Healing wounds of the past and releasing the futureThe Jerusalem Friedensmal in Bensheim, 33 miles south of Frankfurt on Main, is a call for peace, freedom and new life. The idea for this monument was presented to the public in the year 1999 with the book "Wendepunkt - die Vision einer neuen Menschlichkeit" (Turning Point - the Vision of a New Humanity) on the Berlin memorial debate. As a result of the debate, Peter Eisenmann's Holocaust Memorial was erected in Berlin in 2005. The Jerusalem Friedensmal developed as an artistic response to it and it was built in 2010 - 2015.
Peter Eisenman himself calls his field of stelae the "terror of loneliness". It consists of 2,711 stelae that show a solidification cast in concrete: the representation of fascism in the souls of men. In the meantime, however, it is no longer clear whether this symbolism stands only for the past or whether it is not even a vision of a gloomy future. That's how little people have changed.
The Holocaust Memorial shows a NO to life, the Jerusalem Friedensmal, on the other hand, is a YES, because it shows a path of healing and new life in the awareness of past suffering.
Can we not let the past rest? Who does it help to look at the pain and to talk about it? No! Turning the page on the past and denying the wounds, would only be self-deception, not real freedom.
In the Third Reich, most people did not want to recognize the anti-human beliefs they had been seduced into, and until beyond the end of the war, many believed they had been on the side of good. Politics and the media had taught them that way for 12 years.
Then one day people woke up to the harsh reality and lamented the misfortune and destruction inflicted on other peoples AND coming upon their own country. Without the many people who ran along and participated until the bitter end, this would not have been possible.
There is no doubt that today in Germany much attention is placed on emphasizing "Never again!". It is a lesson that belongs to the new, better Germany.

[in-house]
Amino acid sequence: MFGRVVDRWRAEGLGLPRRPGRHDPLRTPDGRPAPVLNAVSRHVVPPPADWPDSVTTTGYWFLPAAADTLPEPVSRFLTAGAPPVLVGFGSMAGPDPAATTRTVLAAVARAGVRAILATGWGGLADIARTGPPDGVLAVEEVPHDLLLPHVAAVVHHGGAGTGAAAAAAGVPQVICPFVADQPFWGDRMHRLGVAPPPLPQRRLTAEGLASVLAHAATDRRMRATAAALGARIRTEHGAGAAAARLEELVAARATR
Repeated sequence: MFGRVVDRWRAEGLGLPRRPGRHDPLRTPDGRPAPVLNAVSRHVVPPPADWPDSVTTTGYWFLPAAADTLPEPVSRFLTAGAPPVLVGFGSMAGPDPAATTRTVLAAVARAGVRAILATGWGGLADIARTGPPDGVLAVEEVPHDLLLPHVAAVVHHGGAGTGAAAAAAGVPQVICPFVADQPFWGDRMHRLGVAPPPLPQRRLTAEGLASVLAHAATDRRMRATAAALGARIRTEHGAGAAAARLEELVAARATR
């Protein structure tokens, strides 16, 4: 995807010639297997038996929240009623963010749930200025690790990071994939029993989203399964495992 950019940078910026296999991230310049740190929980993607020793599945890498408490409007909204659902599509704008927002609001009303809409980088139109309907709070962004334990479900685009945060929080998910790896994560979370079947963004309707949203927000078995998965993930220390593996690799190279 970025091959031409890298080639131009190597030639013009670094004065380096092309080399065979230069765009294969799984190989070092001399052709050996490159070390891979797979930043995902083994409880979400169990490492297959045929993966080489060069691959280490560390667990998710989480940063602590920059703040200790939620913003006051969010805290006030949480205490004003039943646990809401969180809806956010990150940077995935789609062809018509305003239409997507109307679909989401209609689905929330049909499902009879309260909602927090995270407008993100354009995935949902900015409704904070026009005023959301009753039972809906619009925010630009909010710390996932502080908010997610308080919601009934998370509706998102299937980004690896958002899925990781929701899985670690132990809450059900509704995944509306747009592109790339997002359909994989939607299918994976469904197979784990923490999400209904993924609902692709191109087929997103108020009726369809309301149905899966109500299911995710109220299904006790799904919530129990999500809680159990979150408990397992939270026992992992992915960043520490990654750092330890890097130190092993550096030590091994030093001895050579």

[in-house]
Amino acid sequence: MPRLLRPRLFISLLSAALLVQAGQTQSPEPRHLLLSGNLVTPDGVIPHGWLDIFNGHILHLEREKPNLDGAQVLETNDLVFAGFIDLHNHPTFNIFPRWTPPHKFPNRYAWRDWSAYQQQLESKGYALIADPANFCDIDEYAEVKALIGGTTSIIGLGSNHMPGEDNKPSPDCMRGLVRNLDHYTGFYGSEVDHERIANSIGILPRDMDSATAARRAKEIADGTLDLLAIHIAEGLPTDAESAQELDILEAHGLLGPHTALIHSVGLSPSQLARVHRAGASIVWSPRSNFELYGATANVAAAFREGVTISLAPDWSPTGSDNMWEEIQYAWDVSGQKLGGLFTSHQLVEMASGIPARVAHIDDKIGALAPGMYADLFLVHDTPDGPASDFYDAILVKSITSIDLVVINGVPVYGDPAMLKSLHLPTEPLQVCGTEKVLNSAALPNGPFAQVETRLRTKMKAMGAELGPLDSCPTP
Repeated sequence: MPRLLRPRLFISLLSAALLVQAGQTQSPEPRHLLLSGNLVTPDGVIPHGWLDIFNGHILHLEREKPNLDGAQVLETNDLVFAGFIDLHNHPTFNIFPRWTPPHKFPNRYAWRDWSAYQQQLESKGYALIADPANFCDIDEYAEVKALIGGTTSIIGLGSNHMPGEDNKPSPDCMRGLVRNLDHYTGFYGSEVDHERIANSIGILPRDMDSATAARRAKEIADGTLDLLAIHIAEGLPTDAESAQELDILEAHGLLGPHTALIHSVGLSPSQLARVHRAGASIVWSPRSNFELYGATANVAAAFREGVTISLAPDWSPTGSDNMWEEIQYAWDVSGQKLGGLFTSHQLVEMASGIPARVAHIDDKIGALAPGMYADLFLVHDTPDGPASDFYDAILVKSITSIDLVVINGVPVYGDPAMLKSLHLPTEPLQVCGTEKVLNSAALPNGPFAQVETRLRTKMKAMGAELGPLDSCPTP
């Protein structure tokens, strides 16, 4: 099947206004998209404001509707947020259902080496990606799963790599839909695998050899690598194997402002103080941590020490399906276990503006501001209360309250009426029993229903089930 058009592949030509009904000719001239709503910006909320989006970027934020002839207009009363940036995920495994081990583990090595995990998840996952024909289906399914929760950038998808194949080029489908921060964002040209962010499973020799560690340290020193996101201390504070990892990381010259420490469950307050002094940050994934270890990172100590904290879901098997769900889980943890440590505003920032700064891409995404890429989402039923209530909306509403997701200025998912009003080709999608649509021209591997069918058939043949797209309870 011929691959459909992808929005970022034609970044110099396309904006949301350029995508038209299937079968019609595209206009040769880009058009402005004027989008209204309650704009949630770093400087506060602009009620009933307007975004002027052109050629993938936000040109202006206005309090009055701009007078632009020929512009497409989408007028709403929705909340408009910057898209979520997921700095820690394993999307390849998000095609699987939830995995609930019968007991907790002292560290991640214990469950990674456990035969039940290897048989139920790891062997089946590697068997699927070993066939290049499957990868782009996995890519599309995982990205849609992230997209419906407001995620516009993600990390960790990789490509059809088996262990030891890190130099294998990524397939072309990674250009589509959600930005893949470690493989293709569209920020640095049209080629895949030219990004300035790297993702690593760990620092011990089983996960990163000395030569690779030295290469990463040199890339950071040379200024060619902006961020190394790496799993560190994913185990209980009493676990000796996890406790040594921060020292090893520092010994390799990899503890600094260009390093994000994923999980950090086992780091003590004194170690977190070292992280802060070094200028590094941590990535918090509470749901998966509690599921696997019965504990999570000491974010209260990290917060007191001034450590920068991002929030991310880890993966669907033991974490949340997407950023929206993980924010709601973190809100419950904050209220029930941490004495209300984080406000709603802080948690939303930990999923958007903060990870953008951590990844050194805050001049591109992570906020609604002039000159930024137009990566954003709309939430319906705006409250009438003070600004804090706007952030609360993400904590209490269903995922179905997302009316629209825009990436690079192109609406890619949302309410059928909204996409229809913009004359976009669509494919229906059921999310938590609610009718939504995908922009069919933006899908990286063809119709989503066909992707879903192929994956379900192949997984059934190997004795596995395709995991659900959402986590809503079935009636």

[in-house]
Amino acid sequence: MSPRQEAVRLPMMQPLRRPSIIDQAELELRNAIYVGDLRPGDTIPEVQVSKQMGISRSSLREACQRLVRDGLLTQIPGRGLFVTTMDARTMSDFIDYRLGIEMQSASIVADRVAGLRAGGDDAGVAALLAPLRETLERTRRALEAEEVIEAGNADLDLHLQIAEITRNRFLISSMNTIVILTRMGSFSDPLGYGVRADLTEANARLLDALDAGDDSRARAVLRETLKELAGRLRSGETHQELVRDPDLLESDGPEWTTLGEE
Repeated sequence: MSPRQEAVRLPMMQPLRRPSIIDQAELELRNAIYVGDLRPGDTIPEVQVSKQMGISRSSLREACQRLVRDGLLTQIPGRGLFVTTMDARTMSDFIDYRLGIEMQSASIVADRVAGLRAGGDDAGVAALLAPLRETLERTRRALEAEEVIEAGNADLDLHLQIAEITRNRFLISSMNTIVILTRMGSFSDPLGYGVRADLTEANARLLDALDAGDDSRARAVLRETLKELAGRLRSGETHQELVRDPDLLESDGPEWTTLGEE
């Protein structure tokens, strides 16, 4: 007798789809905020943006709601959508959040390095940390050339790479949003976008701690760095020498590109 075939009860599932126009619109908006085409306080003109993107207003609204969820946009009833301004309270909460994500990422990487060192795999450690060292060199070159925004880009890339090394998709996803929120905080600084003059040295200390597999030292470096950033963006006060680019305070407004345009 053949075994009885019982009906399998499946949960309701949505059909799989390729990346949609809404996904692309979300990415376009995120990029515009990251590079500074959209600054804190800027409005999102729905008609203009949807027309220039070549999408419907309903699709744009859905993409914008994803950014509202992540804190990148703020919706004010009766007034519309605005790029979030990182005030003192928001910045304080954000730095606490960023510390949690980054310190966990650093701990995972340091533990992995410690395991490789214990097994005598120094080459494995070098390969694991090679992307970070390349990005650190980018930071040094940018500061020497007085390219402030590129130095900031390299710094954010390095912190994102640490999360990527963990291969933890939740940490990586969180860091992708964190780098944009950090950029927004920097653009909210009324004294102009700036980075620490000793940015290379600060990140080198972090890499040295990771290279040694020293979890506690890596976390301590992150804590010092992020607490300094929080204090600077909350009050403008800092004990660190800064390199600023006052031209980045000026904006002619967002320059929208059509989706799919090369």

But where does that leave man? One cannot "learn from the past" and make it understood by building memorials, if the change and the insight is only a new ideology imprinted in the mind. The change cannot be forced either. It only works if people are involved completely with their hearts.
Overcoming the Terror of Loneliness
The German past left deep traces in the souls of the descendants. Traumas were inherited from the parents and little attention was paid to the late effects of the Second World Warthat are described here. With the culture of remembrance, the topics Holocaust and German war guilt were taught intensively. This shook the sense of own identity painfully. The German admonishing culture focused on past and guilt, and the future with the hope of new life was missing. As a result, many people closed the mind for this topic or they got stuck in the pain of the past. Both could not help a necessary cure, but destroyed relationship; first the relationship to oneself.
What has been learned from the past that leads us into the future? How about the important insight that our freedom is lost without a constant struggle for it? Appreciating freedom, that is much more the impression one has, does not correspond to the German mentality. Anxiety deeply rooted in the soul makes people rather want to be in the safety of a herd with the proper ideology; it's still like that. But that is precisely why Germany today is eroding, which we knew as a safe country. So did we Germans only turn around in a circle instead of having a real insight?
The past is part of every person. The past can become repressed, held on to it, or it can be accepted in love so that a wound heals in living the answer.
This wound is inside the human being. Healing is possible, which means to have really learned something from the past. Only that opened the space for peace and freedom. Scars remain only in the collective memory.
Here a message of peace becomes tangible in the outer world. From the Blossom of Shalom in the middle of the Friedensmal (monument) you can look into the German Rhine plain, where the Jewish "Jerusalem on the Rhine" had once been. So it is about healing the wounded root Jerusalem, an essential root of German and European culture.
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